Venture capital presentations are similar to presentations you would give to partners such as corporate or business partners. Your aim should be to highlight the key points about your venture and to expertly answer all of the questions asked, while getting the venture capitalist excited about your idea.
It is important to keep your presentation brief and to the point. The partner with whom you are likely to meet sits through several presentations a day, and will probably not be able to keep up with many of the details in the 20 to 30 minutes that he has allocated to you. Ideally, you will want to include the following points in your presentation:
1. What does your company do?
2. What is the status of your company?
3. What are the key points that make your company unique?
4. What pain does your solution solve?
5. In what market(s) are you competing?
6. How do you generate revenues?
7. Who is your competition?
8. Who is on your management team?
9. What is your timeline/roll-out plan/milestones?
10. How much capital are you seeking?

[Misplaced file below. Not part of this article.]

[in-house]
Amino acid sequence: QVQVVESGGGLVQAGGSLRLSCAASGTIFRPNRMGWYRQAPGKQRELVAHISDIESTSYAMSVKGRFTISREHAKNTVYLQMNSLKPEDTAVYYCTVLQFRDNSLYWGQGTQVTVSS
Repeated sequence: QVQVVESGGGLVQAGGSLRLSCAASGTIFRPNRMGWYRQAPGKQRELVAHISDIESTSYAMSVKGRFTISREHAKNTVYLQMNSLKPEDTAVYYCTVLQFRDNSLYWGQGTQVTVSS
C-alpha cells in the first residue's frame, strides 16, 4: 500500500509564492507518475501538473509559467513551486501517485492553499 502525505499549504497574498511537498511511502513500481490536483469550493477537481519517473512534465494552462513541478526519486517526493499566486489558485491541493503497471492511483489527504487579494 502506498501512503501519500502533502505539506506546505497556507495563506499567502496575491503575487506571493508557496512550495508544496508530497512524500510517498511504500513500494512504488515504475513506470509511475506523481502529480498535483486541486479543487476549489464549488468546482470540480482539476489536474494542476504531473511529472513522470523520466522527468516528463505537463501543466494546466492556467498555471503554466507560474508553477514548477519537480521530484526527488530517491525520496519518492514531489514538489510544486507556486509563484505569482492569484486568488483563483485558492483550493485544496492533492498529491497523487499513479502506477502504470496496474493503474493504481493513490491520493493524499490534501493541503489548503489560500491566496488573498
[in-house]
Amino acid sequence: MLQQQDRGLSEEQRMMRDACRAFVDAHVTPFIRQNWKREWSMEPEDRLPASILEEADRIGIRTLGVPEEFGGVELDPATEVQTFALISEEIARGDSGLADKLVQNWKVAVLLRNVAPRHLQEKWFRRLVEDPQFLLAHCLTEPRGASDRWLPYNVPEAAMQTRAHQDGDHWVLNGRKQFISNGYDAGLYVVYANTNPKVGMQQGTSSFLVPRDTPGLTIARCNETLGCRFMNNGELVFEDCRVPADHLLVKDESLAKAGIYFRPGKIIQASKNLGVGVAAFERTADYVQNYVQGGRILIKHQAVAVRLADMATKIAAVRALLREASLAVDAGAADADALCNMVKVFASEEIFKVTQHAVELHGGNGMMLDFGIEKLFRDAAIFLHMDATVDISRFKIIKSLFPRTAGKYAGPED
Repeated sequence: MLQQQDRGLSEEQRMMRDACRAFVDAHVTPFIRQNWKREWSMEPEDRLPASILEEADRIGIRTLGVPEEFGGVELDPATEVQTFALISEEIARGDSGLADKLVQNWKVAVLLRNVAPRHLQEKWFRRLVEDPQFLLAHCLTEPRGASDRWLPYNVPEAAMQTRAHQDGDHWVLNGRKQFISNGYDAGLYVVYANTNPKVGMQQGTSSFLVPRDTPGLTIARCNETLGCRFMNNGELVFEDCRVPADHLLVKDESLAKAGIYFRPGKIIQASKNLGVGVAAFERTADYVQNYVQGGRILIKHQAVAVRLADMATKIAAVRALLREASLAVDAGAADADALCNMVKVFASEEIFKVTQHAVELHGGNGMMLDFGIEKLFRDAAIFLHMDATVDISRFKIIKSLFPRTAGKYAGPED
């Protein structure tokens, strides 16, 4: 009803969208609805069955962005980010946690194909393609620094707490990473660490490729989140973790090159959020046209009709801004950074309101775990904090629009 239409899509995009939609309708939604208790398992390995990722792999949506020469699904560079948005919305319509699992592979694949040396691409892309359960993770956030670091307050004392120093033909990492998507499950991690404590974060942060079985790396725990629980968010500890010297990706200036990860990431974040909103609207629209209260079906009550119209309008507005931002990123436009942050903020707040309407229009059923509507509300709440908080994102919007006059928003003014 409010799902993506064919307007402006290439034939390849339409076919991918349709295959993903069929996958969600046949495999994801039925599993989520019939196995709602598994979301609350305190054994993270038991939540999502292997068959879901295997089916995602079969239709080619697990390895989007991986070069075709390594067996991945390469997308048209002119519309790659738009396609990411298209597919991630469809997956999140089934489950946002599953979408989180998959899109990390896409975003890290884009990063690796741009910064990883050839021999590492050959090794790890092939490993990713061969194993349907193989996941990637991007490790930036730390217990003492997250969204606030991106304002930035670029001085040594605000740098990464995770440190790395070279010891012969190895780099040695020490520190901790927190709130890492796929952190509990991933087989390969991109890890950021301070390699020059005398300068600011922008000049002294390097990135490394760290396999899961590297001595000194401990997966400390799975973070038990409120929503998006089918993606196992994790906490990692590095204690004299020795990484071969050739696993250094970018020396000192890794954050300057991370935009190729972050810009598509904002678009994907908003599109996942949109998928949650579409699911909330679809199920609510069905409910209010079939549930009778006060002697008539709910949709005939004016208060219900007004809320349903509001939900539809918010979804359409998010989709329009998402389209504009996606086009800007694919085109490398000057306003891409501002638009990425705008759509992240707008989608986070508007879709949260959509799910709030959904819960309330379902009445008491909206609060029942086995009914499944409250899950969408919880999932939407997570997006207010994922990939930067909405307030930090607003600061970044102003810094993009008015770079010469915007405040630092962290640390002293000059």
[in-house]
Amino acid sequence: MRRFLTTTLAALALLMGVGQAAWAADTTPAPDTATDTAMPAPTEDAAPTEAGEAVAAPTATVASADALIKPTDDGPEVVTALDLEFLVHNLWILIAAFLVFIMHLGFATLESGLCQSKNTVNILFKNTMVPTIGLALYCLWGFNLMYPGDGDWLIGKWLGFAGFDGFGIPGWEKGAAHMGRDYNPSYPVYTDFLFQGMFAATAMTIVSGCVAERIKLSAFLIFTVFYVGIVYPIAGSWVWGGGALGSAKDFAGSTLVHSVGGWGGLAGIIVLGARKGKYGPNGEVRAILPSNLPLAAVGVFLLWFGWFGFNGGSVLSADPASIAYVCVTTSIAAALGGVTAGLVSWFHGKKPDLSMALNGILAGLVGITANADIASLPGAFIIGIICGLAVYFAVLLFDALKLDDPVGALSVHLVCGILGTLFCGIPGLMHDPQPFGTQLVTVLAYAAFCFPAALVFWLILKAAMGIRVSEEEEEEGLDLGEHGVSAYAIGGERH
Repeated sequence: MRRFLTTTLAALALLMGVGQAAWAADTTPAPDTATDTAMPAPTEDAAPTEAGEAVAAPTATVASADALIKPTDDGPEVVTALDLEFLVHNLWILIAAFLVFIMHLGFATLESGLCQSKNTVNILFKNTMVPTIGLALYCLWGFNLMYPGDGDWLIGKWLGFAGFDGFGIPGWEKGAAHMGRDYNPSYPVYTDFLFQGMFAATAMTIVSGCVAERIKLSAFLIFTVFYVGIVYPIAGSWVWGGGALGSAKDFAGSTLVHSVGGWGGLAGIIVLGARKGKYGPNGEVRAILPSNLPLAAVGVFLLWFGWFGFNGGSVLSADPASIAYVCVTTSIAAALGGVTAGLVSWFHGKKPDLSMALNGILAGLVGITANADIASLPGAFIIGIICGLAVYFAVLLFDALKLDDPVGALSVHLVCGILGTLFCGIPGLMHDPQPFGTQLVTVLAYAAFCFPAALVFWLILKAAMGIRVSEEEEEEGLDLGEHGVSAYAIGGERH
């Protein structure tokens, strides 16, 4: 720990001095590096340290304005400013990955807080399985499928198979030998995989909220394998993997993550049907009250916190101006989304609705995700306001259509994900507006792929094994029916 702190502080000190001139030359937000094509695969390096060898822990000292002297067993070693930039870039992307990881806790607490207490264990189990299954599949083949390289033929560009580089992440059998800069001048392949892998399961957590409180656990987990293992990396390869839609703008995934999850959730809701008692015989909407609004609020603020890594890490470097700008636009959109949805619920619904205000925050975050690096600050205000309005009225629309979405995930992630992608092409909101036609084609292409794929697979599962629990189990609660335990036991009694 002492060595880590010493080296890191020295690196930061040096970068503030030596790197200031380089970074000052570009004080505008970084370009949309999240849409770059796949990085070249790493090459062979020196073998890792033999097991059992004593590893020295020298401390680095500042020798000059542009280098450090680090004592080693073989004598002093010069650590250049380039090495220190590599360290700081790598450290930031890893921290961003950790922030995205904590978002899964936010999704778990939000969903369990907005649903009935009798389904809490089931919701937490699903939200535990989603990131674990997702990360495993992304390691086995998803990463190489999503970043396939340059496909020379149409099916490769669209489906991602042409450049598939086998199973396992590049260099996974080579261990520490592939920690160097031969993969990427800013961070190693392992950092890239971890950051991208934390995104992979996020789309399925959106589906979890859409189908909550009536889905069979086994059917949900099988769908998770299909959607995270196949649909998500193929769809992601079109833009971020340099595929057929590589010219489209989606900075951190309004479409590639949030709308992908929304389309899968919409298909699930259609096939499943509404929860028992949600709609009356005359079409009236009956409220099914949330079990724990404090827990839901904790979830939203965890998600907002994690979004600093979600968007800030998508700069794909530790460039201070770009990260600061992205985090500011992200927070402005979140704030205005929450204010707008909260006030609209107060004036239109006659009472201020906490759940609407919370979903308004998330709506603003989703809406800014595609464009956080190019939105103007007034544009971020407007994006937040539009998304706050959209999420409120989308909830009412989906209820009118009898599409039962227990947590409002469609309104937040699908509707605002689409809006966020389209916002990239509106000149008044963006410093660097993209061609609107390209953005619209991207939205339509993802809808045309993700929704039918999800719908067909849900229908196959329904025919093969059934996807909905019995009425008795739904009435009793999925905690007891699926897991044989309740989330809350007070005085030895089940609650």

Remember that you are trying to gain the VC’s interest in your company. Your initial meeting is not the time to try and close the deal. If the VC is interested, he will invite you back for further presentations with his business partners.
Overselling your company is a common mistake that entrepreneurs often make in their initial presentations. According to venture capitalist Guy Kawasaki, many entrepreneurs claim to have a “proven management team” and “proven business model” with “patent-pending technology” while enjoying a “first mover advantage.” He goes on to comment that those entrepreneurs using the above terms are essentially lying. “Oh god, it gives me a migraine just thinking about those things.”
Instead, the presenter should focus on the needs of the VC, which is primarily to make money. Show the VC how your firm will make him money, and back up your assertions with primary or secondary data.
Moreover, you should be ready to handle any of the venture capitalists’ questions regarding your business. Be extremely familiar with your financial model, and have a detailed road map for how you plan to grow a profitable business in the long run. Know why you need money, and what you plan to spend it on. Be passionate, and have the ability to display and communicate every last detail of your venture.
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